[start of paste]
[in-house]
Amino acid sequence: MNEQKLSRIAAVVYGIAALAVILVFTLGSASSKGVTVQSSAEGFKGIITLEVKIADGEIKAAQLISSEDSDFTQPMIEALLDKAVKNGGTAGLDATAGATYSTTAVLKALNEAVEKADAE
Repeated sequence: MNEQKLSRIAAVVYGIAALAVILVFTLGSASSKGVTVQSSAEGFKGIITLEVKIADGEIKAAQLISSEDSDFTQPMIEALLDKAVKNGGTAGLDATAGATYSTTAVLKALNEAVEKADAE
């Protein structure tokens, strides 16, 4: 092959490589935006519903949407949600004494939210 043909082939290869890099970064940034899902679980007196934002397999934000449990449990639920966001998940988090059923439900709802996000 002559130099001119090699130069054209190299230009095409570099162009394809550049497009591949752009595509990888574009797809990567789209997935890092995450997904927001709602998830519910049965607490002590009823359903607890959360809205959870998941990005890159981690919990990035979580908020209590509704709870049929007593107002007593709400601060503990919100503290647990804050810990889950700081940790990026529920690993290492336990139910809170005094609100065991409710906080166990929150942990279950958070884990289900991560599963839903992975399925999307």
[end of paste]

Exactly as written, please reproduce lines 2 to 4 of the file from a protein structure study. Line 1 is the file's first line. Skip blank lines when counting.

Amino acid sequence: MNEQKLSRIAAVVYGIAALAVILVFTLGSASSKGVTVQSSAEGFKGIITLEVKIADGEIKAAQLISSEDSDFTQPMIEALLDKAVKNGGTAGLDATAGATYSTTAVLKALNEAVEKADAE
Repeated sequence: MNEQKLSRIAAVVYGIAALAVILVFTLGSASSKGVTVQSSAEGFKGIITLEVKIADGEIKAAQLISSEDSDFTQPMIEALLDKAVKNGGTAGLDATAGATYSTTAVLKALNEAVEKADAE
């Protein structure tokens, strides 16, 4: 092959490589935006519903949407949600004494939210 043909082939290869890099970064940034899902679980007196934002397999934000449990449990639920966001998940988090059923439900709802996000 002559130099001119090699130069054209190299230009095409570099162009394809550049497009591949752009595509990888574009797809990567789209997935890092995450997904927001709602998830519910049965607490002590009823359903607890959360809205959870998941990005890159981690919990990035979580908020209590509704709870049929007593107002007593709400601060503990919100503290647990804050810990889950700081940790990026529920690993290492336990139910809170005094609100065991409710906080166990929150942990279950958070884990289900991560599963839903992975399925999307």